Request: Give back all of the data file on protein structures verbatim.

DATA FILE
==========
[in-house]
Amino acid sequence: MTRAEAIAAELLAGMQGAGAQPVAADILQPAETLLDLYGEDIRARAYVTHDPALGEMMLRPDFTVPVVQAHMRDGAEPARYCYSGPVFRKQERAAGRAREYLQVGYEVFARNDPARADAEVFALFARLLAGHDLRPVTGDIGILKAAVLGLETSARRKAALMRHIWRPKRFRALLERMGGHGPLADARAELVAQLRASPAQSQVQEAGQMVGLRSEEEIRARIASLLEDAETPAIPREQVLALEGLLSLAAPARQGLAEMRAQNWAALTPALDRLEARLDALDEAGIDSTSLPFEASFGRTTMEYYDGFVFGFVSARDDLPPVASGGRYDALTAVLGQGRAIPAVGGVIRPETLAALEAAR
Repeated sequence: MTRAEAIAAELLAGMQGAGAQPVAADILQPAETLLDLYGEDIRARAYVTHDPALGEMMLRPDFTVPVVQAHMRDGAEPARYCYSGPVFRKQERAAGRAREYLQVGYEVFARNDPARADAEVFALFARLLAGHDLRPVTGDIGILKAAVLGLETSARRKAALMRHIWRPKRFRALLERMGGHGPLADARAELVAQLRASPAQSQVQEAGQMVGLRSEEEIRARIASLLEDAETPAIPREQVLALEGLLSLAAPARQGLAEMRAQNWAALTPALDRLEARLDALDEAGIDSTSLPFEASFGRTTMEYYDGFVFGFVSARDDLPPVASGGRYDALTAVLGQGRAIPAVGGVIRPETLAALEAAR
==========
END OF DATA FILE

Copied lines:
[in-house]
Amino acid sequence: MTRAEAIAAELLAGMQGAGAQPVAADILQPAETLLDLYGEDIRARAYVTHDPALGEMMLRPDFTVPVVQAHMRDGAEPARYCYSGPVFRKQERAAGRAREYLQVGYEVFARNDPARADAEVFALFARLLAGHDLRPVTGDIGILKAAVLGLETSARRKAALMRHIWRPKRFRALLERMGGHGPLADARAELVAQLRASPAQSQVQEAGQMVGLRSEEEIRARIASLLEDAETPAIPREQVLALEGLLSLAAPARQGLAEMRAQNWAALTPALDRLEARLDALDEAGIDSTSLPFEASFGRTTMEYYDGFVFGFVSARDDLPPVASGGRYDALTAVLGQGRAIPAVGGVIRPETLAALEAAR
Repeated sequence: MTRAEAIAAELLAGMQGAGAQPVAADILQPAETLLDLYGEDIRARAYVTHDPALGEMMLRPDFTVPVVQAHMRDGAEPARYCYSGPVFRKQERAAGRAREYLQVGYEVFARNDPARADAEVFALFARLLAGHDLRPVTGDIGILKAAVLGLETSARRKAALMRHIWRPKRFRALLERMGGHGPLADARAELVAQLRASPAQSQVQEAGQMVGLRSEEEIRARIASLLEDAETPAIPREQVLALEGLLSLAAPARQGLAEMRAQNWAALTPALDRLEARLDALDEAGIDSTSLPFEASFGRTTMEYYDGFVFGFVSARDDLPPVASGGRYDALTAVLGQGRAIPAVGGVIRPETLAALEAAR